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When Charlie Gleason assumed the role of Executive Vice President of Lake View Cemetery in 1939, he asked the landscape designer, Pete Knight, what he needed to do to make Lake View a “happy place”. The answer was simple; “Plant, plant, plant!”
Having served as the first male president of the former Garden Center of Greater Cleveland (a.k.a. Cleveland Botanical Garden & now Holden Forests & Gardens), Charlie understood the value of spectacular blooms and what a treasure they would be to Lake View’s 285 acres.
Prior to working at Lake View, Charlie had been the head of a bank. When the Great Depression took hold, all of the banks were shuttered. As he searched for new work, he realized he did not want to handle people’s money anymore. His friend, John Dempsey, was on the Board of Lake View and knowing Charlie’s love for horticulture, invited him to consider running the cemetery. Once onboard, Charlie took Pete’s advice and the two executed an ambitious program introducing thousands of flowering trees, bulbs, and shrubs into the largely monochromatic landscape. If you visit Lake View you will find that their vision has been maintained and enhanced throughout the cemetery, with Daffodil Hill becoming one of Lake View’s most popular attractions.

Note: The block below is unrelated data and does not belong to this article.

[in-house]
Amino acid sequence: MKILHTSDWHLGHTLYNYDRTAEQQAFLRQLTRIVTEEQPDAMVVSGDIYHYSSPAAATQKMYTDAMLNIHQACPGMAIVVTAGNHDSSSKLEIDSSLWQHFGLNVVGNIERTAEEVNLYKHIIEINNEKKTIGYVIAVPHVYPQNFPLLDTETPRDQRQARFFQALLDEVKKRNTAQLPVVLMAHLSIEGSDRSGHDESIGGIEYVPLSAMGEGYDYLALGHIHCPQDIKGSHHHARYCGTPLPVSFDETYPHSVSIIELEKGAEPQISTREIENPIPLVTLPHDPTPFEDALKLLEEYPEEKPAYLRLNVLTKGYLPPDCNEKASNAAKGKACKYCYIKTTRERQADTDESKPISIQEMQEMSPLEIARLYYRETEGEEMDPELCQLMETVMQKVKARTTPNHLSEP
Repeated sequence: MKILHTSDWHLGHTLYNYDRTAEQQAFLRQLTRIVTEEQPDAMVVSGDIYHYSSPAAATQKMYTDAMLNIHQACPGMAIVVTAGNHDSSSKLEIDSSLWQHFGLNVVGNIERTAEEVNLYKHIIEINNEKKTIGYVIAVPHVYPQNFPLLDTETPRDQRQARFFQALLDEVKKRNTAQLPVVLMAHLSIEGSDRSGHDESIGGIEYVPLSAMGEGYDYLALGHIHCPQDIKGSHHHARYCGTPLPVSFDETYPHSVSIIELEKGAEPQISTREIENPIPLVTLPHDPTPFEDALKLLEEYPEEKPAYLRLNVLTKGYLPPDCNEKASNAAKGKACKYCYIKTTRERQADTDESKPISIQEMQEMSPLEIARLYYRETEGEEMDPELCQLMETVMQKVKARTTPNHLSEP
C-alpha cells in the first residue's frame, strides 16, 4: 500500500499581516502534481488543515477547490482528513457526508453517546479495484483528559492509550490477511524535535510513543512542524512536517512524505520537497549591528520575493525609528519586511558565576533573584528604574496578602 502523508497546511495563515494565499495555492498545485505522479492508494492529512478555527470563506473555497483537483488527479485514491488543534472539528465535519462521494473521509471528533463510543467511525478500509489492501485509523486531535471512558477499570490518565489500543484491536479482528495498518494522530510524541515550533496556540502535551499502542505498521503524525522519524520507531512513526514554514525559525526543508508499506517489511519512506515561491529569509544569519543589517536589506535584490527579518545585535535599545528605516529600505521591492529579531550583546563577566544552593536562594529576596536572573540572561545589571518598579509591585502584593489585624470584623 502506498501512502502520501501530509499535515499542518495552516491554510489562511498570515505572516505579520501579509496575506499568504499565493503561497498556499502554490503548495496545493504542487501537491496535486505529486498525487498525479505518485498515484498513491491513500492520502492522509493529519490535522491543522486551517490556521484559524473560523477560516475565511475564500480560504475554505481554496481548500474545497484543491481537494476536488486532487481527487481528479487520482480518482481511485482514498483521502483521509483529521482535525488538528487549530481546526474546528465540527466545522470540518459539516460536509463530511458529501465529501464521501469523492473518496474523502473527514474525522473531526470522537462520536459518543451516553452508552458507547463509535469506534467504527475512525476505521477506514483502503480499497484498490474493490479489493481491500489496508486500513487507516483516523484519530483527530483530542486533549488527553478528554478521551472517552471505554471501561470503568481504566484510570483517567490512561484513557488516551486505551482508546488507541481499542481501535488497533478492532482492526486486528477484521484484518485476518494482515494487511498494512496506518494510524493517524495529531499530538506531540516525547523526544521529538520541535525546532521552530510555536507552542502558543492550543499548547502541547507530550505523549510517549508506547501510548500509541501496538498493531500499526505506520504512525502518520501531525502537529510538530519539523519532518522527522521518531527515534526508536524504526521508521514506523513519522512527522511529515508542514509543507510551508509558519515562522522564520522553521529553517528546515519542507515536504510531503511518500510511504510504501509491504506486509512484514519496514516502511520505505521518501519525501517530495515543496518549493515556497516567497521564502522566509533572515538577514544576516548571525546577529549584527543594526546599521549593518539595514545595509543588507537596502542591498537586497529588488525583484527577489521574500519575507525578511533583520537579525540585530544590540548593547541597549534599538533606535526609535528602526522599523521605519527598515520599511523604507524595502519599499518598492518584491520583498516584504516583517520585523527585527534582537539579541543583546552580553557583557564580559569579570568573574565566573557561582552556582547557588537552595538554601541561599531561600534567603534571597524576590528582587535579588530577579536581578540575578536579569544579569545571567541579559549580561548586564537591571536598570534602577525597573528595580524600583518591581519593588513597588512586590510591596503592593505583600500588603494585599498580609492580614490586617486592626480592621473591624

Charlie’s daughter, Caroline Oberndorf, and her husband, Ed, reminisce about Charlie and his time governing Lake View with fondness and with great pride. “My father was a people person,” Caroline remembers, “When he spoke to you it was as if you were the only person in the room.” Ed lovingly interjects, “I think you got your personality from him, Caroline. I’m a lucky man!”
Notably, Caroline recalls that the labor workers hired under Charlie adored him. “Most were from Little Italy,” Caroline explained, “We would be invited to so many feasts and Italian holidays. It was wonderful!”
“The Euclid gate guard and my father taught me how to drive on those winding roads,” Caroline says with an impish smile.
Caroline spent most of her teen years on the cemetery grounds. “The Euclid gate guard and my father taught me how to drive on those winding roads,” Caroline says with an impish smile. “I guess they thought it was a pretty safe place to learn. It wasn’t like I was going to hurt anybody.” The day she got her license, the laborers met her with cheers and applause as she drove by their building.
Caroline reflects on the day of her father’s funeral in 1956. “My father designed the space where he is buried in Section 9, Lot 60, to mimic a small country cemetery.
On the day of the funeral, I was doing just fine until I glanced up the hill overlooking the funeral. I saw all the workers, side-by-side, observing the service with their handkerchiefs in hand. They were so fond of my father that they all showed up to say goodbye.”
Ed and Caroline will eventually join Charlie as residents of Lake View but not any time soon. “We’ve been married sixty-two years,” Caroline reveals. Ed’s eyes sparkle as he looks at her, “We met on a blind date and we’re still dating!”
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